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By the end of January of 1943, Hitler's armies had been dealt a series of defeats by the Russians, beginning with the disaster at Stalingrad. The German summer offensive, codenamed Operation 'Blue' had been conducted initially by Army Group South under Generalfeldmarschall von Bock and then Army Groups 'A' (under Generalfeldmarschall von List) and 'B' (under Generalfeldmarschall von Weichs) when Army Group South was split into two after Hitler changed the objective of the campaign so that both Stalingrad and Caucasus had to be captured simultaneously. The two army groups were forced to try and achieve these objectives with insufficient resources that were widely separated geographically and therefore could not support each other in the event of problems. The Soviet offensives codenamed 'Uranus' and 'Little Saturn' led by Generals Georgi Zhukov, Alexandr Vasilevsky and Konstantin Rokossovsky had surrounded and destroyed firstly, the German 6th Army under Generalfeldmarschall Friedrich Paulus and elements of 4th Panzer Army under General Hermann Hoth that had concentrated in the immediate area of Stalingrad, and then badly mauled the armies of Germany's Axis allies, Italy, Rumania and Hungary. Germany teetered on the brink of defeat in World War II because the Soviet advance threatened to drive to the Dnepr River and encircle the remaining Germans armies in southern Russia, which by then were scrambling to withdraw out of the Caucasus region.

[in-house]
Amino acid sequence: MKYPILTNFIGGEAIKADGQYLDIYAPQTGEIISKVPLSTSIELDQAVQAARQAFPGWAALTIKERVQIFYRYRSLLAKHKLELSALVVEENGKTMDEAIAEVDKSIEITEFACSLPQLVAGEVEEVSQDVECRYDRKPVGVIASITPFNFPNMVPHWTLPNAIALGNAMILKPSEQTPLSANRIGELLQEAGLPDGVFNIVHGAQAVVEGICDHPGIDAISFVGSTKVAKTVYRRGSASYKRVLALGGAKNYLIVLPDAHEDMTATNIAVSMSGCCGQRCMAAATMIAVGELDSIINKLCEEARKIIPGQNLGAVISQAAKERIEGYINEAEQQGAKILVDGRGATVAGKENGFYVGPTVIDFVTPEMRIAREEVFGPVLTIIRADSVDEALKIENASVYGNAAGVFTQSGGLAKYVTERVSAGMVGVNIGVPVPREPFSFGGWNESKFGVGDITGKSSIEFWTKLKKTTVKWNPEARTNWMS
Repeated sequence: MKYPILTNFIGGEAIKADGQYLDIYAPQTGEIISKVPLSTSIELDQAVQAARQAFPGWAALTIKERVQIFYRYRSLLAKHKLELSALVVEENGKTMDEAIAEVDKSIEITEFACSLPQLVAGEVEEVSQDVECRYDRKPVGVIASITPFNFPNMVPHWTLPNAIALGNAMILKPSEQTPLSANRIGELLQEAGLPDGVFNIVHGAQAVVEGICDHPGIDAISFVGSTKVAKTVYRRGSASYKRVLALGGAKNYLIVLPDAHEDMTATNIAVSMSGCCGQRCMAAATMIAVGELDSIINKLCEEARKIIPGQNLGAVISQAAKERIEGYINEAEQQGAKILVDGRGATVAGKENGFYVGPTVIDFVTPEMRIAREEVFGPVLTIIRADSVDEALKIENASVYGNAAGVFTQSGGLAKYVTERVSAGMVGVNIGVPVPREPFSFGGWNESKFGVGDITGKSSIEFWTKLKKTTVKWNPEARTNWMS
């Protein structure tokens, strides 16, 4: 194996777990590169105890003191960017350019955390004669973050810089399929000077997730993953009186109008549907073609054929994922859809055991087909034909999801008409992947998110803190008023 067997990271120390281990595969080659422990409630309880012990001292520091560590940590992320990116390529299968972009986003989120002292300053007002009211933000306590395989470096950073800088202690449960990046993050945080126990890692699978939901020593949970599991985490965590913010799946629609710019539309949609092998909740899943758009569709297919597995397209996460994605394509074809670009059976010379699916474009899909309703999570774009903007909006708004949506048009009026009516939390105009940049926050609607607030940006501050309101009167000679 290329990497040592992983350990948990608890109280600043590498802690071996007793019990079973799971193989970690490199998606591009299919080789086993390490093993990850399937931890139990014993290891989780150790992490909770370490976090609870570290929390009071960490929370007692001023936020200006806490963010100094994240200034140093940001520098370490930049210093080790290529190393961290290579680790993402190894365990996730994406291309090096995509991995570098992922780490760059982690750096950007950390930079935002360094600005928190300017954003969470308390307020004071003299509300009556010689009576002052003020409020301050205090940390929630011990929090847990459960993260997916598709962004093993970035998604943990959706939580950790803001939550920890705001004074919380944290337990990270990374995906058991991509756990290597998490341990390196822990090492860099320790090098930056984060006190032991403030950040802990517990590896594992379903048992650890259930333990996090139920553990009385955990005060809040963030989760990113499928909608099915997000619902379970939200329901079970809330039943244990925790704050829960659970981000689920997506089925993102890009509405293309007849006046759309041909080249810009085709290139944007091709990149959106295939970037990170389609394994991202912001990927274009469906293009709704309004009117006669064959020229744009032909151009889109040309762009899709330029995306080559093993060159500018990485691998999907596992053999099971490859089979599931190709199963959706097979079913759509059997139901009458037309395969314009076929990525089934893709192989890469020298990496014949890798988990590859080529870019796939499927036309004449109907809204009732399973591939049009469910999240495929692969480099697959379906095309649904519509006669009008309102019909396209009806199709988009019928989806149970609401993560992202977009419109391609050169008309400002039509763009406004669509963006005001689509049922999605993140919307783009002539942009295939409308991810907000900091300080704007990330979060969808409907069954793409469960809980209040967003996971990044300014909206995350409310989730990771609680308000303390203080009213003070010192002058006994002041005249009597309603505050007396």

Stalin and the Russian high command believed that the war could be won with just one more great effort. Accordingly, they planned and launched two offensives, designated Operations 'Star' and 'Gallop'. The focal points of the two offensives included the recapture of Kharkov, the industrial heart of the Ukraine and the destruction of Army Detachment Hollidt, 4th Panzer Army and 2nd Army. Generalfeldmarschall Erich von Manstein entered the picture in late 1942 when he was appointed commander of Army Group Don. Even though he tried to relieve the 6th Army at Stalingrad in Operation Winter Storm, he found that there were insufficient resources devoted to the operation and the Soviets had amassed considerable forces in the area in order to prevent such an eventuality and threatened to counterattack and encircle the relief force. He therefore was forced to leave the 6th Army to its fate. His only course of action was to try and rebuild the German forces in Southern Russia (which eventually all came under the control of Army Group Don) and stabilise the frontline. Beginning on 19 February 1943, he engineered a remarkable operation that changed the course of the war in Russia. Manstein's counteroffensive destroyed or severely damaged four Russian armies and regained much of the territory lost in January. The troops that played the most important role in the offensive were three divisions of the Waffen-SS. 1st SS Panzer Grenadier Division 'Leibstandarte Adolf Hitler', 2nd SS Panzer Grenadier Division 'Das Reich' and 3rd SS Panzer Grenadier Division 'Totenkopf' were combined for the first time into a corps, which was commanded by SS-Obergruppenführer Paul Hausser, the senior commander of the Waffen-SS and former commander of 'Das Reich'.